Chameleons do more than change color – their bones glow in the dark

Famous for camouflage, their visual communication turns out to run even deeper.

 By Brittney Borowiec, Comparative Physiology, Wilfrid Laurier University.

Hump-backed and slow, chameleons sway like leaves as they creep along branches. Their coned, protruding eyes scan their environment, searching for prey. They can move and focus each eye independently, looking two ways at once, or locking both eyes onto an insect before they strike with a sticky, missile-like tongue. The world must look very different to a chameleon.

Chameleon lives are oriented around their excellent vision, which they use not only to target prey and avoid predators, but to read covert signals written on the bodies of other chameleons. We’re still learning exactly how the chameleon has such an impressive command of color, but have long observed chameleons changing the color and skin patterns to respond to their environment and to express their moods in sophisticated displays.

In 2014, researchers at the University of Geneva reported that in addition to mobile pigments, chameleons also had shards of guanine nanocrystals embedded below their skin. When excited, chameleons change the spacing of these crystals, which affects how light moves through them, and in turn adjusts the color produced by the pigments. It’s like each chameleon has a prism under its skin.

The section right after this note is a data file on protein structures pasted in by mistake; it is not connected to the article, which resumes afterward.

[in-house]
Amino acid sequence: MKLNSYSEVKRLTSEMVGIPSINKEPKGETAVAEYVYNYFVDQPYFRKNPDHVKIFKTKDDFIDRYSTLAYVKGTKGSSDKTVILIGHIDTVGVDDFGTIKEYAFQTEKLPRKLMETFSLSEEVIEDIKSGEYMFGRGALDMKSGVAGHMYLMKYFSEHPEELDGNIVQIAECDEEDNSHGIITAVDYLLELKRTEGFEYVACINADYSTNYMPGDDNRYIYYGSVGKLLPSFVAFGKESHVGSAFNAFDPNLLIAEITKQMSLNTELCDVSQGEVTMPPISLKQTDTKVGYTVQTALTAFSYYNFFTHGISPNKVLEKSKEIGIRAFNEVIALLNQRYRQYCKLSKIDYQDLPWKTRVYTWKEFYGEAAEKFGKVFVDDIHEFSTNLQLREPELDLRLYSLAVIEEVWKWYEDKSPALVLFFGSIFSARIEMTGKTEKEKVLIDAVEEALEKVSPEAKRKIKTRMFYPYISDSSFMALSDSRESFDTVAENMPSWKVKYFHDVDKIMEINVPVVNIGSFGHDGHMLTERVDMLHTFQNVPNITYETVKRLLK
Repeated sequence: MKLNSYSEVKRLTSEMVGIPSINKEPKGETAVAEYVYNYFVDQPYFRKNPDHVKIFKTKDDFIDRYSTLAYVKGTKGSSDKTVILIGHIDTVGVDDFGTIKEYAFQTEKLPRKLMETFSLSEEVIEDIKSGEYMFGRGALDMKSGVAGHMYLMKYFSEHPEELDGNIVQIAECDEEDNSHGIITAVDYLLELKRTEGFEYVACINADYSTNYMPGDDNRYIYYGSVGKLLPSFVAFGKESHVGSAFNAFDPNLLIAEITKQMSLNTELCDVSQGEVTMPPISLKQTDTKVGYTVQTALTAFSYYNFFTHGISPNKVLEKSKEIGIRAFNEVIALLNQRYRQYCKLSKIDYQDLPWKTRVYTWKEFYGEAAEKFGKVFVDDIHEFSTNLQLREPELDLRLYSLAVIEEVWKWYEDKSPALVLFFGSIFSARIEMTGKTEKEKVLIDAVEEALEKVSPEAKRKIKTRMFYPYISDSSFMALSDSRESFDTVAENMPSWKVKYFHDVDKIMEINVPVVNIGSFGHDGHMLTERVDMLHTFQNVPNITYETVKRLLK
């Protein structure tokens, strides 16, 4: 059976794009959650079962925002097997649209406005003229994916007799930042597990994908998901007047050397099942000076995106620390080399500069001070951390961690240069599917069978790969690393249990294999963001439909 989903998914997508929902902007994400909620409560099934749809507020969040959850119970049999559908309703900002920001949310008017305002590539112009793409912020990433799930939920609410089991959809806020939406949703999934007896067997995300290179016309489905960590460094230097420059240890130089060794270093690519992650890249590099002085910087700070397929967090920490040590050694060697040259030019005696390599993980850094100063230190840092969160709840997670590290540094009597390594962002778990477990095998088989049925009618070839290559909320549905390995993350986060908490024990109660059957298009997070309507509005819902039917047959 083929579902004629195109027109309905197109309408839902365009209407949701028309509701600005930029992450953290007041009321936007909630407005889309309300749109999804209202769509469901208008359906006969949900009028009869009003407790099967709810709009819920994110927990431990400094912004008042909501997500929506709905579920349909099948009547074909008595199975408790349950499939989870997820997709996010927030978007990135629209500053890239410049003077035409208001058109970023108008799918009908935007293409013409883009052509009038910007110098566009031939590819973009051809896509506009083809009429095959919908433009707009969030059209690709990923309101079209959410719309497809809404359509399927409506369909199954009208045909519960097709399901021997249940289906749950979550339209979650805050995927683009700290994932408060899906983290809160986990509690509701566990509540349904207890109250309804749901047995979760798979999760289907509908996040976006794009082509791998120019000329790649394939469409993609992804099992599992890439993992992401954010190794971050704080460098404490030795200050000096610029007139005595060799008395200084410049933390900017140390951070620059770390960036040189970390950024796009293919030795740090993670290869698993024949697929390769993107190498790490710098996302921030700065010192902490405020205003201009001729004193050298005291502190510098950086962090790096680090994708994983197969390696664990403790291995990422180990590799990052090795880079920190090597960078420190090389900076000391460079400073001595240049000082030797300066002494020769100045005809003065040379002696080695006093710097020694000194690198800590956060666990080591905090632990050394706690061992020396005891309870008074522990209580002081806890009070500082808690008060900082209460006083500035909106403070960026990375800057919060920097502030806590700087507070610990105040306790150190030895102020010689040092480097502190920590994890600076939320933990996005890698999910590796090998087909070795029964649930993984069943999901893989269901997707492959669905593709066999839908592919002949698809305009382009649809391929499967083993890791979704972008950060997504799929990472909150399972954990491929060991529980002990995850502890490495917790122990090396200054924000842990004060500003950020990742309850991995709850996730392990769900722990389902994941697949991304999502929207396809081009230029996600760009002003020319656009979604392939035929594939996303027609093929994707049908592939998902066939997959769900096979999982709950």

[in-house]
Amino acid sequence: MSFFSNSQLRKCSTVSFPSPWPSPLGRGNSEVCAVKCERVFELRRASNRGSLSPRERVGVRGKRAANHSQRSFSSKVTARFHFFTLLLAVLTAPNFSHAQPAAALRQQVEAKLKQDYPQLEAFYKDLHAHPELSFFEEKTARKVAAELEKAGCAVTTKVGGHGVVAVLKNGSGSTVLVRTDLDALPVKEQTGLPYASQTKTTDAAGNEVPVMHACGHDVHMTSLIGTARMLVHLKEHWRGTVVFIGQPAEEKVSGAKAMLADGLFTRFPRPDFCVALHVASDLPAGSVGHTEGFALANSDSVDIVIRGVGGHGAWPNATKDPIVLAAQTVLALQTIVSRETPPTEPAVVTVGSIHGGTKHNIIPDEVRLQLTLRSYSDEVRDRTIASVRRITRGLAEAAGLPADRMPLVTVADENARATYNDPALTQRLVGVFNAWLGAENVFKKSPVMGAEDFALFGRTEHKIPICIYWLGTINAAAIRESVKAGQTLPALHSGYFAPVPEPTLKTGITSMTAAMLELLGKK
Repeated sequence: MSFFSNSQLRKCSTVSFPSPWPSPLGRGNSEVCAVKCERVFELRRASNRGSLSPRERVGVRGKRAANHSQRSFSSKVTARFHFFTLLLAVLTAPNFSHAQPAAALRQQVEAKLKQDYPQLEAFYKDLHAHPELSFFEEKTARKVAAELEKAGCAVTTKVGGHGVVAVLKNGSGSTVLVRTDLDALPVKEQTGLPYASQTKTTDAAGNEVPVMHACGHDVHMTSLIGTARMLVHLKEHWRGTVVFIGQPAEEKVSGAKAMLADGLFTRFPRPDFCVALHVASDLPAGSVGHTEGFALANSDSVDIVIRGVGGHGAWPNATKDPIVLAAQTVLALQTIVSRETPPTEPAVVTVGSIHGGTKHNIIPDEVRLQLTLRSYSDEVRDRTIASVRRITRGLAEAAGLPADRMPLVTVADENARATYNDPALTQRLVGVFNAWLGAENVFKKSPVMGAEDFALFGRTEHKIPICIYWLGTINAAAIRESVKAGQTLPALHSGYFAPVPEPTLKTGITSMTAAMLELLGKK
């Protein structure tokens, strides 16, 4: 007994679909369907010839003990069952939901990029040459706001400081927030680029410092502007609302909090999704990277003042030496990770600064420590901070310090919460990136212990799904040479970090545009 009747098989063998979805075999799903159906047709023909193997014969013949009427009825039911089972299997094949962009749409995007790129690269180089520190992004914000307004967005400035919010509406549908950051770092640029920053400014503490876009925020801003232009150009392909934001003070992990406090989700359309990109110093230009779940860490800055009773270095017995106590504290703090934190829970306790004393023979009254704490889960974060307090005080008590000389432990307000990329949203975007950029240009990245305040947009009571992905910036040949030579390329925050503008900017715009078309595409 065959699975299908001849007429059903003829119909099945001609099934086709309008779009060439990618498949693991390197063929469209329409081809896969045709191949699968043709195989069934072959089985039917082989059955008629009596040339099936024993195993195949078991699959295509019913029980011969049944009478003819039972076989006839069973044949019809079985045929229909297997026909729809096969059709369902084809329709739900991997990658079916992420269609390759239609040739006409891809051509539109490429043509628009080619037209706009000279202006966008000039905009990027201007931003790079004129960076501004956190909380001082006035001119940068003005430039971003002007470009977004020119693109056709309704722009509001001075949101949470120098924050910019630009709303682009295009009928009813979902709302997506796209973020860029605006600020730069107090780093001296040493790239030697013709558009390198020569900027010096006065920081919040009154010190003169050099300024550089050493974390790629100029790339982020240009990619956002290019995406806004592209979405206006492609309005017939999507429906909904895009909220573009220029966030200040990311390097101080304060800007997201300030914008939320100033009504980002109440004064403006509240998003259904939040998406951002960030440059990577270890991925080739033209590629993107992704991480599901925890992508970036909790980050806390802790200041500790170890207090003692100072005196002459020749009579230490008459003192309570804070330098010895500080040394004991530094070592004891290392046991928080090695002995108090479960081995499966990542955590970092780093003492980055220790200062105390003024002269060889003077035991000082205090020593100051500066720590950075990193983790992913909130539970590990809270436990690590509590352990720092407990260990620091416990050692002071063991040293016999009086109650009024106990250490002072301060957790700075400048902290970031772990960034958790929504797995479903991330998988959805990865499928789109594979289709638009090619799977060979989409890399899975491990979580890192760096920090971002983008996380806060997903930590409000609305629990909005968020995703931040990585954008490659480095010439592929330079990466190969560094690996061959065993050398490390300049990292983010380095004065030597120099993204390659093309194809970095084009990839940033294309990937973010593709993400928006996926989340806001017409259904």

These masters of disguise have been keeping another secret from us: they glow. Late last year, David Prötzel, a PhD student and lead author of a paper with colleagues at a slew of German and Dutch institutions, described how chameleons are on a very exclusive list of land-dwelling vertebrates – including some frogs, marine turtles, and parrots – that have natural fluorescence abilities. But true to form, chameleons found a way to glow that is unique: they are the first known animals that use their bones to glow.

For chameleons, beauty is more than skin deep.

David Prötzel

To reveal their glowing patterns, Prötzel and his colleagues photographed living lizards in their habitats and recently preserved specimens in museums under UV light. Chameleons are flamboyant even in the dark, illuminated by pinpricks of deep blue and purple light, which traces the complex architecture of their skull – the ridges and sharp edges, crests, bumps, and peaks. The sheer intricacy of the patterns puzzled the scientists, until they peeled back the layers of the chameleon’s anatomy with micro-computed tomography, a technique that creates 3D X-ray images of the skeleton on the microscopic level.

A chameleon’s body is ornamented with bumps, called tubercules, that are actually projections of their skeleton. They look impressive, and are generally more extravagant in rowdy males than in females. By matching these bumps with the glowing pattern, the team concluded that the bony tubercles were responsible.

Bone has been known to naturally fluoresce under UV light since the 1960s, and forensic researchers have used this phenomenon for decades. But the reason chameleons glow under blacklight and we do not is that the tubercules push aside all but the topmost layer of skin, including the dermis that contains the color-producing chromatophores and melanophores. This leaves a kind of “window” of skin over the bone, nearly transparent and thin enough to see its natural glow. This layer of skin also gives the glow its color, acting as a filter that nudges the fluorescence toward the blue end of the color spectrum. Chameleons are the first animals known to co-opt this natural property of bone as part of their coloration.

Looming over the finding is another question: why do they glow?

                     David Prötzel